The Japanese and other cultures have been eating seaweed for ages, so why not the Dutch? If we ever have one of these burgers, we will report back. I’m already thinking the burger will have enough salt in it for my taste.

For anyone thinking of yet another boring pot joke: a ‘weed’ burger would be the worst thing you could eat to calm the munchies.

(Link: www.fastcoexist.com, via www.dutchnews.nl)

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December 19, 2014

Unilever pulls case against vegan mayo maker

Filed under: Food & Drink,Sustainability by Orangemaster @ 11:55 am

chickpeas

Dutch-British food giant Unilever has decided to stop its attack on American company Hampton Creek for its eggless mayonnaise Just Mayo this week. Unilever claimed that Just Mayo was not actually mayonnaise as the real deal has eggs in it and that their logo with an egg on it was misleading.

Hampton Creek retorted that its product is called ‘mayo’ and not mayonnaise, while fans of vegan food and healthier eating responded badly to the food giant’s attack on an alternative quality product. Just Mayo uses yellow chick peas as a replacement and also makes eggless cookies that have not upset any big company so far. Hampton Creek was financially back by BIll Gates to the tune of 30 million USD, a man who probably knows a thing or two about rubbish lawsuits.

Unilever’s world brand mayonnaise Hellman’s has just started being sold in the Netherlands this year and ironically, it doesn’t meet the requirements to be called mayonnaise in this country, as it has less oil than the definition formulated by the Dutch Food Authorities.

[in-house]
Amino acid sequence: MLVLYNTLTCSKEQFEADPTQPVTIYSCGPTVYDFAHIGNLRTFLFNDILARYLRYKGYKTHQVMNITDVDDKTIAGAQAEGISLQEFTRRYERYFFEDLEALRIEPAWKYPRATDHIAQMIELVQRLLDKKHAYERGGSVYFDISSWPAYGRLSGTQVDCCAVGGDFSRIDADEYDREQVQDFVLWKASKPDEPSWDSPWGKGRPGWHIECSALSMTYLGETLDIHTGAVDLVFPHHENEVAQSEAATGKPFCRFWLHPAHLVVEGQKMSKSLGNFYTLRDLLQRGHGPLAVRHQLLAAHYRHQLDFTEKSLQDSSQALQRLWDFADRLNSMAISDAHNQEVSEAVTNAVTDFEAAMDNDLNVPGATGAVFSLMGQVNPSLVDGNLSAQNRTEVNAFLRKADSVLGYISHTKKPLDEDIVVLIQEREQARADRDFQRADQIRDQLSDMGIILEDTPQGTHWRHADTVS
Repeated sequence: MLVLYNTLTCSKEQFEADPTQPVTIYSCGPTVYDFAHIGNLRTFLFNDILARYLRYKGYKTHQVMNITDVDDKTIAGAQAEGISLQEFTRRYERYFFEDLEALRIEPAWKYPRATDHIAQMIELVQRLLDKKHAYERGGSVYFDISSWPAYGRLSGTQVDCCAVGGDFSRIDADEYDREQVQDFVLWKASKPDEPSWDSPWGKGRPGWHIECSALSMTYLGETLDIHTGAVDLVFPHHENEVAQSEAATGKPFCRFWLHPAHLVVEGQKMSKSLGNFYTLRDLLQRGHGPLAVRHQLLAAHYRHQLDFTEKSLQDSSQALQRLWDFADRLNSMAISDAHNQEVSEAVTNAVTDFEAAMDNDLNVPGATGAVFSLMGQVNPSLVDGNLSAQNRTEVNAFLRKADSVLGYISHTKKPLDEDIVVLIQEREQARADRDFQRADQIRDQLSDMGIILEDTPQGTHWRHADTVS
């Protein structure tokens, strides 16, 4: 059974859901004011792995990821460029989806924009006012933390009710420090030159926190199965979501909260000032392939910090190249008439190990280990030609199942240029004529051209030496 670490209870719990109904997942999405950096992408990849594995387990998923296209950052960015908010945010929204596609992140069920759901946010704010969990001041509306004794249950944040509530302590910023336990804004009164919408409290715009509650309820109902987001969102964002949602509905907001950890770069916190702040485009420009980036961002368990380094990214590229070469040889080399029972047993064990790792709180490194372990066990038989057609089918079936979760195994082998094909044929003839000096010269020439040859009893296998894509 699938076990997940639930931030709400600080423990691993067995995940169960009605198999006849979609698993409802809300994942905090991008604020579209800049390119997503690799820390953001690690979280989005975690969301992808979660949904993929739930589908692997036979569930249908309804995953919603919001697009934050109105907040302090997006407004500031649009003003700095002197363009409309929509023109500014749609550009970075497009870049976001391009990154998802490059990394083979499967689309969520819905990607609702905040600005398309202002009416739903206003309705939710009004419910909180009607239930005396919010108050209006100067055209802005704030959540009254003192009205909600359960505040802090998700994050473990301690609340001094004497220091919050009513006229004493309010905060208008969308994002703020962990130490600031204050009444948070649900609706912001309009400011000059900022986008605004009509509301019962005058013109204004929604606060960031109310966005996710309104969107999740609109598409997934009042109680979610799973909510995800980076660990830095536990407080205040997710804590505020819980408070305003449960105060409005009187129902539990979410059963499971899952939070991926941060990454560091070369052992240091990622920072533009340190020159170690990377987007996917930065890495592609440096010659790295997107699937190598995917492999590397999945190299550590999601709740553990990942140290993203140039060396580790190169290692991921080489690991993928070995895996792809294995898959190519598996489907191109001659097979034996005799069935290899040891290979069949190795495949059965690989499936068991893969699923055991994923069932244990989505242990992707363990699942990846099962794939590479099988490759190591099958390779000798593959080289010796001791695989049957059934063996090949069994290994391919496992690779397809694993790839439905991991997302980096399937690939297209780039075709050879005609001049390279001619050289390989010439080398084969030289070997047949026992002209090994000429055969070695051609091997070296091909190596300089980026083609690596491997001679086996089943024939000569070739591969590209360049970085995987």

(Links: www.z24.nl, www.ft.com, Photo of Chick peas by abrunvoll, some rights reserved)

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December 12, 2014

Boris Johnson insults the Dutch hand that helps him

Filed under: Bicycles,Sustainability by Orangemaster @ 2:28 pm

Drooder

A bit of a buffoon at home if we believe the media and quick to call Amsterdam ‘sleazy’ as the Mayor of Amsterdam and King Willem-Alexander were visiting London (which was nice), the Mayor of London Boris Johnson has no qualms about calling upon Dutch business expertise from Amersfoort to build proper bike paths so that cycling in London becomes safe for all road users.

London’s bike paths are found on busy roads and are dangerous, as London Cyclist points out and has filmed during a ride. The goal is to build bike paths in London along quieter roads, parks and the likes, a bit like we do in the Netherlands.